One other bit of wisdom from Wall Street today (from a strategist whose anonymity I will protect). He describes a complacency that given stocks are down 30%+ that earnings misses are reflected in the valuations. According to him, “Magnitude of surprises on the downside can still surprise the market despite significant downward moves in the stock price prior to earnings release.” As an example, Alcoa, which had already been down 54% YTD, dropped 12% on its recent negative earnings surprise, and then fell another 27% after the earnings date. Similar fates awaited shareholders of EAT, RT, IR, MWV, PEP, DPZ, JNY, SVU, NVLS, EBAY and others.

I have attempted my own analysis of negative earnings surprises. According to Zacks data, since September 1st, there have been 190 companies that reported a negative earnings surprise of 10% or more. I chose the first 50 names of their screen for further analysis. Companies were not necessarily part of an index and had market caps ranging from $30 million to $72 billion.

The average earnings surprise was -129%, obviously a horrific miss! The reaction on the earnings miss was as high as -37% though it averaged about -7.2%, even in these hardened times, a significant reaction.

However, after the earnings miss, the performance from that date to today was hardly supportive of the strategist's conclusion. In 25 cases, the stock outperformed the broad Russell 3000 index! In the other 25 cases, the stock underperformed the Russell. Here is a spreadsheet link.

Wall Street frequently puts far greater emphasis on its ability to forecast earnings as a stock picking methodology than is warranted. Though I have enormous respect for the work that analysts do, having served as a research director for a sell side firm, there are tremendous lags in information flow that can result in very limited usefulness. As well, GAAP allows tremendous scope for a management to make choices or assumptions that are not captured in a single point E.P.S. number. My advice, look for confirmatory evidence of conservatism and focus on cash flow rather than earnings.

Some final thoughts for this month. This market abounds in very cheap stocks. Free cash flow yields exceeding 10% are relatively easy to find, always a benchmark or standard that I find provides a first inkling of a decent business value. Naturally, all screening depends on observation of historical data, and it is dangerous to simply extrapolate the past into the hereafter. Look to return on capital for evidence of superior profitability relative to its peers. Explore the basis of this competitive advantage.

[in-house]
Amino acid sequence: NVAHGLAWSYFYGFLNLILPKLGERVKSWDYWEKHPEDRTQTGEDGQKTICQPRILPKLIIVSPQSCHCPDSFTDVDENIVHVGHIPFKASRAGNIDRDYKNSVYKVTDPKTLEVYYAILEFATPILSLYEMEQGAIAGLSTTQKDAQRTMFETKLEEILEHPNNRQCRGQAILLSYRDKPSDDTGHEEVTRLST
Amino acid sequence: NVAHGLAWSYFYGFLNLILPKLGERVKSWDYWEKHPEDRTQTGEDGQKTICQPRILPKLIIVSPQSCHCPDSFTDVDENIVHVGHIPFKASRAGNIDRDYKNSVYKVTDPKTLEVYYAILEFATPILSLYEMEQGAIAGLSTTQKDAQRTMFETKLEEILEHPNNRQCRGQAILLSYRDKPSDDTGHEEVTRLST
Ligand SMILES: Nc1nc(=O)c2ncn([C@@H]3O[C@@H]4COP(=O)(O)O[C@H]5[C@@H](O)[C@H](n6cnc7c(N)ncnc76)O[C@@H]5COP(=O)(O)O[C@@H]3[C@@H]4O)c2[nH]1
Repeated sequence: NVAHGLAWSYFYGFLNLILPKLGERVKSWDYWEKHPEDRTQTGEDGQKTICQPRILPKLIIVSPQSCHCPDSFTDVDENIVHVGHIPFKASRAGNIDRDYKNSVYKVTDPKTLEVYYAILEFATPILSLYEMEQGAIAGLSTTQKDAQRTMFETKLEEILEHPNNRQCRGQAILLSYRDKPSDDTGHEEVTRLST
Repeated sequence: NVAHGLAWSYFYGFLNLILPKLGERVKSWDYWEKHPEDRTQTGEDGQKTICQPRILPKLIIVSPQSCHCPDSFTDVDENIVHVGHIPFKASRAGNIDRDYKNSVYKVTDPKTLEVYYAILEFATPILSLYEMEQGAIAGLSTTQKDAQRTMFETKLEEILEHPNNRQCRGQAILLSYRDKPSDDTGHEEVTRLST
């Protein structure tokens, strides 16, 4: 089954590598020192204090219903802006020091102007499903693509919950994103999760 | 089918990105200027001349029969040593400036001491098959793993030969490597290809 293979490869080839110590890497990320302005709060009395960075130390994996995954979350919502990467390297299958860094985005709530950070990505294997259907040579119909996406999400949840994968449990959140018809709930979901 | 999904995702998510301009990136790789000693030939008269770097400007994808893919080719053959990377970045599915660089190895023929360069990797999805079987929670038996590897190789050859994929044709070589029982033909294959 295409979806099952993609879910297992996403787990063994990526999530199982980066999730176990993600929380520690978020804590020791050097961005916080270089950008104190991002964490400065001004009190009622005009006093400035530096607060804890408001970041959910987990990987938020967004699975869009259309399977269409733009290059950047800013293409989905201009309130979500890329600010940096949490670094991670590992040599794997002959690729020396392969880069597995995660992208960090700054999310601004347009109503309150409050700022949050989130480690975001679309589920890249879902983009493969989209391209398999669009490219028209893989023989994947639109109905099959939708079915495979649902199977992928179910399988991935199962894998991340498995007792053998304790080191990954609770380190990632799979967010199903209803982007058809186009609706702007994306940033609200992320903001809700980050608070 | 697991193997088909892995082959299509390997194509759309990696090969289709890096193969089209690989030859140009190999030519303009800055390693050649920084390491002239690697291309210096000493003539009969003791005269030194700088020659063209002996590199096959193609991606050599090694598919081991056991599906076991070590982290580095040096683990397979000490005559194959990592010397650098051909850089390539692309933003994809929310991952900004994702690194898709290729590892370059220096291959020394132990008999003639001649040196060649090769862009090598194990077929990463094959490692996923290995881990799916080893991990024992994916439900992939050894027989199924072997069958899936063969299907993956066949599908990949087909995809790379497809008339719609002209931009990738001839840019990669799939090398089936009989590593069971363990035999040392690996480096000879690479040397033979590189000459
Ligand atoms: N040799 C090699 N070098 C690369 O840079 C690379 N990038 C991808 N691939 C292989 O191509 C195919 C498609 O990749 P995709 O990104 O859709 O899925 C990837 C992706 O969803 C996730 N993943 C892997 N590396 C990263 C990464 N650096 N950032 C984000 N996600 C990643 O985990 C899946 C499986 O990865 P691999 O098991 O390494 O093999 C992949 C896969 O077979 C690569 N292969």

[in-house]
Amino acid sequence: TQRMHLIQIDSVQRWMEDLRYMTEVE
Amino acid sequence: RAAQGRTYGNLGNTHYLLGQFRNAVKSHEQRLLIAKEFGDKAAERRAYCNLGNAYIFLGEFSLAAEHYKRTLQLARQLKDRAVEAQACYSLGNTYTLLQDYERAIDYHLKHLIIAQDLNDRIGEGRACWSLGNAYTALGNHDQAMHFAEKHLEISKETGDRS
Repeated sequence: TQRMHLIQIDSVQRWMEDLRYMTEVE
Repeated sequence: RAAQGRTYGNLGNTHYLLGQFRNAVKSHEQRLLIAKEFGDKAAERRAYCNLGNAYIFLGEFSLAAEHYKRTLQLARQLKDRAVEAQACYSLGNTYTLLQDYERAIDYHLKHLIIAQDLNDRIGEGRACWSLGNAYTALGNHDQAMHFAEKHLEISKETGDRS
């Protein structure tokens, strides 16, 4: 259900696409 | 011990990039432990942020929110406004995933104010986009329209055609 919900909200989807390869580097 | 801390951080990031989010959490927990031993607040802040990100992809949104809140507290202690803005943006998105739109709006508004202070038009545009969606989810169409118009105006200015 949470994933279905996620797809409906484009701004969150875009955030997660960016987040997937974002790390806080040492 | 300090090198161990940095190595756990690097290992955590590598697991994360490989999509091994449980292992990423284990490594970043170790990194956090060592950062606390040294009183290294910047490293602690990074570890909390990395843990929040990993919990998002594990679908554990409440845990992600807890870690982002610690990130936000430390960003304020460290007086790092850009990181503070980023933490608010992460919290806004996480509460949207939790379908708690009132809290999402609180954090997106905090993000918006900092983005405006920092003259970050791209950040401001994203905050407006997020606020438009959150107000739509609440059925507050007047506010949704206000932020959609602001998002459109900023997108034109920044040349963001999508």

When credit is difficult to obtain, companies with free cash flow generation can obviously survive. Low capital expenditure needs, low working capital needs keep both commercial bankers and investment bankers from knocking at the door, or at least management need not answer their futile calls. The ability to self-fund is golden in these times. Great businesses have histories of free cash flow generation for some years not merely flash in the pan occurrences.

The adage of investigating before you invest is more important than ever. Pronouncements by strategists using selective data points may sound impressive but check the reliability of the data…it may not always be complete. Though the Buffett's of this world may find a price to swing the bat with fierce determination when that fat pitch arrives, most of us do not have the intellectual capital or emotional wherewithal to do so with confidence. Nibble and graze…diversify rather than feast. You will be able to concentrate your positions later as evidence mounts that you have chosen well. Cash may seem like the greatest refuge but when a market abounds with bargains, it represents the sirens' lure.

In an environment where daily returns resemble traditional monthly returns, volatility creates tremendous fear. Show some greed when the world seems to be falling apart. If your portfolio contains questionable stocks, use this opportunity to buy high quality names that you can grow wealth through time.

Ignore Cramer!

It is tough out there and easy to be discouraged. Be careful but stay in the game!